The impetus for this litigation apparently is the commercial success of a herbicidally active15 substituted diphenyl ether compound known as acifluorfen sodium, or the sodium salt of acifluorfen.16 The compound has the following structure:

Acifluorfen sodium is the active ingredient17 in commercial products of both Rohm

718 F. Supp. 280
and Haas and Mobil, marketed under the registered trademarks of "BLAZER" AND "TACKLE," respectively. (D.I. 285 at 34; D.I. 283, Tab 3B, ¶ 15.0 et seq.) BLAZER and TACKLE are selective post-emergence contact herbicides,18 which control a broad spectrum of broadleaf weeds19 commonly found in soybeans. (Id.)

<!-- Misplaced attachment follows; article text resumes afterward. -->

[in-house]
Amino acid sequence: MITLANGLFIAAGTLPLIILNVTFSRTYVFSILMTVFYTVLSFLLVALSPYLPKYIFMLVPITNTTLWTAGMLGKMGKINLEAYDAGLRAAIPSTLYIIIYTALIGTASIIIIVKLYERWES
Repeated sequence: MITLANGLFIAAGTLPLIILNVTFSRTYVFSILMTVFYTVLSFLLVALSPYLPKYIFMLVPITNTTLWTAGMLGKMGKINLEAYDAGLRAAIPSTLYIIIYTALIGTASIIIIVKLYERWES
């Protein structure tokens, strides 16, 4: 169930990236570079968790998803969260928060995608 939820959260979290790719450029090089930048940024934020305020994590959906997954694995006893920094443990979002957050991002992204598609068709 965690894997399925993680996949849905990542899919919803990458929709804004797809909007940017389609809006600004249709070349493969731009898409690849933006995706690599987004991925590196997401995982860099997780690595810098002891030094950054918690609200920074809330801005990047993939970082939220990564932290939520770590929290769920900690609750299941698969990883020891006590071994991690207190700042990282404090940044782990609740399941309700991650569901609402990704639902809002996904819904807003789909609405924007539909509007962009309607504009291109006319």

The evidence established that, at least as between Rohm and Haas and Mobil, it was Rohm and Haas, through its researchers, most notably Dr. Colin Swithenbank, that discovered the high herbicidal activity of acifluorfen,20 its methyl ester, and ultimately its sodium salt. In January 1972 Dr. Swithenbank met with Rohm and Haas' patent attorney to discuss the subject matter of several proposed patent applications based on his research. (See Tr. at 3173-74.) He memorialized this meeting in a memorandum to his supervisor, Dr. Horst Bayer,21 in which he described the subject matter of three proposed "Patents." (JX 1047.) One embraced 3'-carboxy, 4'-NO2 compounds. (See id. at 2 ("Patent II"); Tr. at 3175.) A patent application, Serial No. 234,651, was in fact filed by Rohm and Haas directed to this subject matter on March 14, 1972. (See RX 2509, Tab 1; Tr. at 3175.) The application eventually issued as U.S. Patent 3,793,276 ("'276"). (RX 2509, Tab 1.) However, while compounds had been synthesized and tested at Rohm and Haas having the 4'-NO2, 2-Cl and 4-CF3 substituents (as in the acifluorfen compounds) (see Tr. at 3318), no compound had yet been synthesized or tested which also had a carboxy at the 3'-position (as in the acifluorfen compounds). (See Tr. at 3193.)